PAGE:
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Veterinary Surgery Training Roanoke VA

Indications for drain placement include reduction of dead space and prevention or reduction of fluid collection. This in turn decreases the risk of infection, since inflammatory fluid, necrotic tissues and blood are excellent culture media. Respecting some basic guidelines will help speed up the healing process.

Hanging Rock Animal Hospital
(540) 632-1904
1910 Loch Haven Dr
Roanoke, VA
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Call us today to schedule an appointment for your pet!
Hours
Monday 8:00 AM - 6:00 PM
Tuesday 7:00 AM - 6:00 PM
Wednesday 7:00 AM - 6:00 PM
Thursday 8:00 AM - 6:00 PM
Friday 8:00 AM - 6:00 PM
Saturday 8:00 AM - 6:00 PM
Sunday Closed
Services
Animal Flea Control, Animal Microchipping, Declawing, Holistic Veterinary Medicine, Small Animal Vet, Spaying/Neutering, Veterinarians, Veterinary Dentistry, Veterinary Docking, Veterinary Euthanasia, Veterinary Medical Specialties, Veterinary Surgery

Pet Health Clinic
(540) 632-1960
840 Roanoke Rd
Daleville, VA
Hours
Monday 7:30 AM - 7:00 PM
Tuesday 7:30 AM - 6:00 PM
Wednesday 7:30 AM - 6:00 PM
Thursday 7:30 AM - 7:00 PM
Friday 7:30 AM - 6:00 PM
Saturday 8:00 AM - 1:00 PM
Sunday Closed
Services
Animal Flea Control, Animal Microchipping, Declawing, Small Animal Vet, Spaying/Neutering, Veterinarians, Veterinary Dentistry, Veterinary Docking, Veterinary Euthanasia, Veterinary House Calls, Veterinary Surgery

Ringenbach, Kara, Dvm - Banfield The Pet Hospital
(540) 283-9716
4749 Valley View Blvd Nw
Roanoke, VA

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Quatman, Bridget M, Dvm - Roanoke Animal Hospital
(540) 343-8021
2814 Franklin Rd Sw
Roanoke, VA

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Bolen, Sonia W, Dvm - Vinton Veterinary Hospital
(540) 342-7821
1309 E Washington Ave
Vinton, VA

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Vinton Veterinary Hospital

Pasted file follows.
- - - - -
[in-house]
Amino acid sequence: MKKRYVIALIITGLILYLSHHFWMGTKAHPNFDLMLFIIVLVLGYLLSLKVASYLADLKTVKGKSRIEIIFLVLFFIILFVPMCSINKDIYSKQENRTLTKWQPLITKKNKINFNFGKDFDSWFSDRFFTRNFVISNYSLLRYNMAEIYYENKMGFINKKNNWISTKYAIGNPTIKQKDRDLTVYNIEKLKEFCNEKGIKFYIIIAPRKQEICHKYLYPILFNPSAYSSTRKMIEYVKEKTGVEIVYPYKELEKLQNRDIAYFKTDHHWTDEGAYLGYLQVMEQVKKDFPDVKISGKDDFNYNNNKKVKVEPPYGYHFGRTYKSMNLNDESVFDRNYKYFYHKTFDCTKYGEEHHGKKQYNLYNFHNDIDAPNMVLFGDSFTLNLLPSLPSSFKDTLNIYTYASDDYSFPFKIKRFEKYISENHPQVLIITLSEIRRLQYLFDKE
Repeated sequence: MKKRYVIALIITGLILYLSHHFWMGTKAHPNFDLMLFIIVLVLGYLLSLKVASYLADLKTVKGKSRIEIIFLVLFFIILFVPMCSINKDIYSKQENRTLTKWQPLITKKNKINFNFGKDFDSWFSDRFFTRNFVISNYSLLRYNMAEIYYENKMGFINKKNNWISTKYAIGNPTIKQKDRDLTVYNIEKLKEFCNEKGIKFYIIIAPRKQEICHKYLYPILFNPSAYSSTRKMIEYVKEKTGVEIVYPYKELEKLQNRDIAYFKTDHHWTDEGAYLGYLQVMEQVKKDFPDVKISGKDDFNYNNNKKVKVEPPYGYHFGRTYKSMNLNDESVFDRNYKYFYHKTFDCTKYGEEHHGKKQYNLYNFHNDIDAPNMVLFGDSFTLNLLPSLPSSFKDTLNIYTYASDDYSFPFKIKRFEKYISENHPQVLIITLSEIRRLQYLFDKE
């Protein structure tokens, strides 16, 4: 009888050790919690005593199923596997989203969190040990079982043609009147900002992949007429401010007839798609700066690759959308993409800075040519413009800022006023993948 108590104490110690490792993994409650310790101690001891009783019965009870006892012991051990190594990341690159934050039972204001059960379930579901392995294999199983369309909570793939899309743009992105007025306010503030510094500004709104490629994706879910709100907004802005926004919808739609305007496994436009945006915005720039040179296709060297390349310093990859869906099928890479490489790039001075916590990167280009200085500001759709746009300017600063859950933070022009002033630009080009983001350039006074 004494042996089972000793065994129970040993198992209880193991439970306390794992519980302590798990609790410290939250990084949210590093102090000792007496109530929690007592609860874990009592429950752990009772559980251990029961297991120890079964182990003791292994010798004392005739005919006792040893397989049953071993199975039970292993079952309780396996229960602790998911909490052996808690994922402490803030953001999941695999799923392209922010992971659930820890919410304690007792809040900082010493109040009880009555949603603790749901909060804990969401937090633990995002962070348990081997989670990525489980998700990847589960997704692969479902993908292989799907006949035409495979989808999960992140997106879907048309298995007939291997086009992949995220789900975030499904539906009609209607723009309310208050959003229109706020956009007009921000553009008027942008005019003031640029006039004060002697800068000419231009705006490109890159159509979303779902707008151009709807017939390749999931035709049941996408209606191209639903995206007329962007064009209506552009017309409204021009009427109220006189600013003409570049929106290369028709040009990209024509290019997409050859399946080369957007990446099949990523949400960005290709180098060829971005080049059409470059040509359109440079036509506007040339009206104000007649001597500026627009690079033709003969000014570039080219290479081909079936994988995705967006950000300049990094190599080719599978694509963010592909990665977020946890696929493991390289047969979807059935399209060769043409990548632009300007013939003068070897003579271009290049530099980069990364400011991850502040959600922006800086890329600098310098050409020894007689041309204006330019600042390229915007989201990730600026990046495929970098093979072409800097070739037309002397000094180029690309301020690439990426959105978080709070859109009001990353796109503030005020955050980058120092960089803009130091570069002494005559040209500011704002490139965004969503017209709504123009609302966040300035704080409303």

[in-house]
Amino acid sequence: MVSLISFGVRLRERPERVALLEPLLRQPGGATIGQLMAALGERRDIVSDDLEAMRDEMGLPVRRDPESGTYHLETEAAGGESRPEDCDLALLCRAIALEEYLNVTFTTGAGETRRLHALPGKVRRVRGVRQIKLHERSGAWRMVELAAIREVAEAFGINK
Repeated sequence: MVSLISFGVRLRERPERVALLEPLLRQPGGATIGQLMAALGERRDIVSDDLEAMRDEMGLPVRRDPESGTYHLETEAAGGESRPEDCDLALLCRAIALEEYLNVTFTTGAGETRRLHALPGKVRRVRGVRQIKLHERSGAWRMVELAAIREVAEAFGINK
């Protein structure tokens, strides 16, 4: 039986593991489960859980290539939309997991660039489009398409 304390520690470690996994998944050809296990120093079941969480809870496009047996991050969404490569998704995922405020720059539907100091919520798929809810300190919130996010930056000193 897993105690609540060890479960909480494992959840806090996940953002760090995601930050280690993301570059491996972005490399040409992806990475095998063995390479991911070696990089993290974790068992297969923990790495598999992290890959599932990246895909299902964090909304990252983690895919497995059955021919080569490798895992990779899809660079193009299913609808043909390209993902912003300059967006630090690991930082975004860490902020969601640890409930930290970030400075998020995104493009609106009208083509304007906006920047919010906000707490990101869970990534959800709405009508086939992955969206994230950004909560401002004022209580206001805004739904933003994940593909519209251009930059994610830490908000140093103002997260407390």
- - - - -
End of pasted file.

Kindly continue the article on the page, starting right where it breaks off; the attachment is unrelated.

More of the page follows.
(540) 632-1938
1309 E. Washington Avenue
Vinton, VA
Hours
Monday 8:00 AM - 7:30 PM
Tuesday 8:00 AM - 6:00 PM
Wednesday 8:00 AM - 6:00 PM
Thursday 8:00 AM - 6:00 PM
Friday 8:00 AM - 6:00 PM
Saturday 8:00 AM - 1:00 PM
Sunday Closed
Services
Animal Boarding, Animal Microchipping, Veterinarians, Veterinary Dentistry, Veterinary Euthanasia, Veterinary Surgery, Veterinary Vaccinations

Angels of Assisi
(540) 344-8707
415 Campbell Avenue SW
Roanoke, VA
Services
Low Cost Well and Limited Sick Pet, Spay/Neuter
Hours
8:30 am - 5 pm

Roanoke Animal Hospital
(540) 343-8021
2814 Franklin Rd SW
Roanoke, VA

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Emergency Veterinary Svc
(540) 563-8575
4902 Frontage Rd NW
Roanoke, VA

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Harris Animal Hospital
(540) 362-3753
6805 Peters Creek Rd
Roanoke, VA

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The Art of Draining Evil Humors

An active drain is placed on the ventrum of a 2-year-old male cat with a necrotic wound. (Courtesy of Dr. Zeltzman)
Drains are often used to help treatment of infected wounds, but they can also be very helpful after excision of large skin or subcutaneous masses. This is not a new idea; early surgeons, during the 19th century, thought of using glass tubes to drain infected wounds.
 
Indications for drain placement include reduction of dead space and prevention or reduction of fluid collection. This in turn decreases the risk of infection, since inflammatory fluid, necrotic tissues and blood are excellent culture media. Respecting some basic guidelines will help speed up the healing process.
 
There are two main types of drains: passive and active.
 
Passive latex drains are most often Penrose drains, although a sterile piece of IV tubing or a red rubber catheter can be used in a pinch. Fluids leak along the outer surface of the drain, so cutting fenestrations into it actually reduces its efficacy and makes the drain more likely to tear.

Passive drains rely on gravity and therefore must exit ventrally. Letting a drain exit through a dorsal incision defeats its purpose. Moreover, it creates a second opening through which bacteria can enter and cause an infection.

It is, however, a great idea to suture the drain dorsally to prevent its slippage, -usually in a blind fashion. The dorsal end of the drain can be held at the tip of a long pair of hemo...

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